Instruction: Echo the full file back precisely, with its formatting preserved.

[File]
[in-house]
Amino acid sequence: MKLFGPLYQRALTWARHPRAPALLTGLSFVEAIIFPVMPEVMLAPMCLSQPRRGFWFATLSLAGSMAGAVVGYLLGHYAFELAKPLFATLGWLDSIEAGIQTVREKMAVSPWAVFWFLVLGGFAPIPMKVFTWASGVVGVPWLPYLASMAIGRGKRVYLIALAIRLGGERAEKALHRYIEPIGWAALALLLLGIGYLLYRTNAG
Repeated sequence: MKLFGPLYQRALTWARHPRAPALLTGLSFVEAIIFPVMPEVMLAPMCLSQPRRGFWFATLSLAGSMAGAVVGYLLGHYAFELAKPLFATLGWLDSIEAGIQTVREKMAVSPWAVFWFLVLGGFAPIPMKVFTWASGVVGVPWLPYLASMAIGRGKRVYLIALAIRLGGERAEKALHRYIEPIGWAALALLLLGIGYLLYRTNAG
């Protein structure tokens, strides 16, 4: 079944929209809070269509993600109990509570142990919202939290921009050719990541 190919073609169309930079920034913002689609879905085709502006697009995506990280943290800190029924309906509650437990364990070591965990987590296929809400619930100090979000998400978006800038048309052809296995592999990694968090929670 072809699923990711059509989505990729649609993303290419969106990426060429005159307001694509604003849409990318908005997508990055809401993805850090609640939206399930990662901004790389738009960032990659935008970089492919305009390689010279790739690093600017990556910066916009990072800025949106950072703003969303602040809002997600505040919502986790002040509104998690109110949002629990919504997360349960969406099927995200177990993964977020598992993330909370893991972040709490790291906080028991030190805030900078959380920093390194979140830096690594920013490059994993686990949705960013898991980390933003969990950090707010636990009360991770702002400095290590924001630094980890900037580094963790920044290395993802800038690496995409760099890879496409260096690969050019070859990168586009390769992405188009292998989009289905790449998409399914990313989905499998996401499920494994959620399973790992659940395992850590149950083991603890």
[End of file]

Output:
[in-house]
Amino acid sequence: MKLFGPLYQRALTWARHPRAPALLTGLSFVEAIIFPVMPEVMLAPMCLSQPRRGFWFATLSLAGSMAGAVVGYLLGHYAFELAKPLFATLGWLDSIEAGIQTVREKMAVSPWAVFWFLVLGGFAPIPMKVFTWASGVVGVPWLPYLASMAIGRGKRVYLIALAIRLGGERAEKALHRYIEPIGWAALALLLLGIGYLLYRTNAG
Repeated sequence: MKLFGPLYQRALTWARHPRAPALLTGLSFVEAIIFPVMPEVMLAPMCLSQPRRGFWFATLSLAGSMAGAVVGYLLGHYAFELAKPLFATLGWLDSIEAGIQTVREKMAVSPWAVFWFLVLGGFAPIPMKVFTWASGVVGVPWLPYLASMAIGRGKRVYLIALAIRLGGERAEKALHRYIEPIGWAALALLLLGIGYLLYRTNAG
């Protein structure tokens, strides 16, 4: 079944929209809070269509993600109990509570142990919202939290921009050719990541 190919073609169309930079920034913002689609879905085709502006697009995506990280943290800190029924309906509650437990364990070591965990987590296929809400619930100090979000998400978006800038048309052809296995592999990694968090929670 072809699923990711059509989505990729649609993303290419969106990426060429005159307001694509604003849409990318908005997508990055809401993805850090609640939206399930990662901004790389738009960032990659935008970089492919305009390689010279790739690093600017990556910066916009990072800025949106950072703003969303602040809002997600505040919502986790002040509104998690109110949002629990919504997360349960969406099927995200177990993964977020598992993330909370893991972040709490790291906080028991030190805030900078959380920093390194979140830096690594920013490059994993686990949705960013898991980390933003969990950090707010636990009360991770702002400095290590924001630094980890900037580094963790920044290395993802800038690496995409760099890879496409260096690969050019070859990168586009390769992405188009292998989009289905790449998409399914990313989905499998996401499920494994959620399973790992659940395992850590149950083991603890």